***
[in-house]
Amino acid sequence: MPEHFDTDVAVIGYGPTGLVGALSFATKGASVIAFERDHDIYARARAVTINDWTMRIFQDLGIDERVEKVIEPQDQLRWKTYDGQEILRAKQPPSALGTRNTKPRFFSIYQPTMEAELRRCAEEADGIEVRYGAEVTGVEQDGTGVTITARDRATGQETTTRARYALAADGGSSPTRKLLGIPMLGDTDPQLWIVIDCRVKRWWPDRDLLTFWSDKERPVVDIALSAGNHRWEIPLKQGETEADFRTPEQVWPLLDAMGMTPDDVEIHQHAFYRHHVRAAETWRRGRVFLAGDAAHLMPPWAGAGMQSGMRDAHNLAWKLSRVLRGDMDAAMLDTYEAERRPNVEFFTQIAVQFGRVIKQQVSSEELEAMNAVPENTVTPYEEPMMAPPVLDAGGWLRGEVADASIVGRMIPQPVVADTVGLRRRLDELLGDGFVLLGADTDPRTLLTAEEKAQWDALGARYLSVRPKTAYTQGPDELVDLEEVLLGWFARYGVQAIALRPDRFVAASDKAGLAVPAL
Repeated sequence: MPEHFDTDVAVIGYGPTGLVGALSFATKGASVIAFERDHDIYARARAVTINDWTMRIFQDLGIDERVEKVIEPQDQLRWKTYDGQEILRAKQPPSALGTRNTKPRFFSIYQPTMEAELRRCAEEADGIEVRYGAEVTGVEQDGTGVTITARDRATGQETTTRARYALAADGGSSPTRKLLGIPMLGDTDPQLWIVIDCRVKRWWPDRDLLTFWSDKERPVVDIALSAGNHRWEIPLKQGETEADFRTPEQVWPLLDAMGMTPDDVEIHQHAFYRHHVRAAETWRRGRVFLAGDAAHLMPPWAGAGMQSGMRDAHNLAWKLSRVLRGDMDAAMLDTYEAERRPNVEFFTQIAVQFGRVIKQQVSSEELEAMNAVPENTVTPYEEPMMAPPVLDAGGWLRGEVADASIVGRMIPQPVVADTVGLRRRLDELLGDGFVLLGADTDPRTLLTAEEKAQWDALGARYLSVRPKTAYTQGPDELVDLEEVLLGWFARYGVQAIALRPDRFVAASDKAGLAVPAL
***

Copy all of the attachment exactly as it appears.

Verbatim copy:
[in-house]
Amino acid sequence: MPEHFDTDVAVIGYGPTGLVGALSFATKGASVIAFERDHDIYARARAVTINDWTMRIFQDLGIDERVEKVIEPQDQLRWKTYDGQEILRAKQPPSALGTRNTKPRFFSIYQPTMEAELRRCAEEADGIEVRYGAEVTGVEQDGTGVTITARDRATGQETTTRARYALAADGGSSPTRKLLGIPMLGDTDPQLWIVIDCRVKRWWPDRDLLTFWSDKERPVVDIALSAGNHRWEIPLKQGETEADFRTPEQVWPLLDAMGMTPDDVEIHQHAFYRHHVRAAETWRRGRVFLAGDAAHLMPPWAGAGMQSGMRDAHNLAWKLSRVLRGDMDAAMLDTYEAERRPNVEFFTQIAVQFGRVIKQQVSSEELEAMNAVPENTVTPYEEPMMAPPVLDAGGWLRGEVADASIVGRMIPQPVVADTVGLRRRLDELLGDGFVLLGADTDPRTLLTAEEKAQWDALGARYLSVRPKTAYTQGPDELVDLEEVLLGWFARYGVQAIALRPDRFVAASDKAGLAVPAL
Repeated sequence: MPEHFDTDVAVIGYGPTGLVGALSFATKGASVIAFERDHDIYARARAVTINDWTMRIFQDLGIDERVEKVIEPQDQLRWKTYDGQEILRAKQPPSALGTRNTKPRFFSIYQPTMEAELRRCAEEADGIEVRYGAEVTGVEQDGTGVTITARDRATGQETTTRARYALAADGGSSPTRKLLGIPMLGDTDPQLWIVIDCRVKRWWPDRDLLTFWSDKERPVVDIALSAGNHRWEIPLKQGETEADFRTPEQVWPLLDAMGMTPDDVEIHQHAFYRHHVRAAETWRRGRVFLAGDAAHLMPPWAGAGMQSGMRDAHNLAWKLSRVLRGDMDAAMLDTYEAERRPNVEFFTQIAVQFGRVIKQQVSSEELEAMNAVPENTVTPYEEPMMAPPVLDAGGWLRGEVADASIVGRMIPQPVVADTVGLRRRLDELLGDGFVLLGADTDPRTLLTAEEKAQWDALGARYLSVRPKTAYTQGPDELVDLEEVLLGWFARYGVQAIALRPDRFVAASDKAGLAVPAL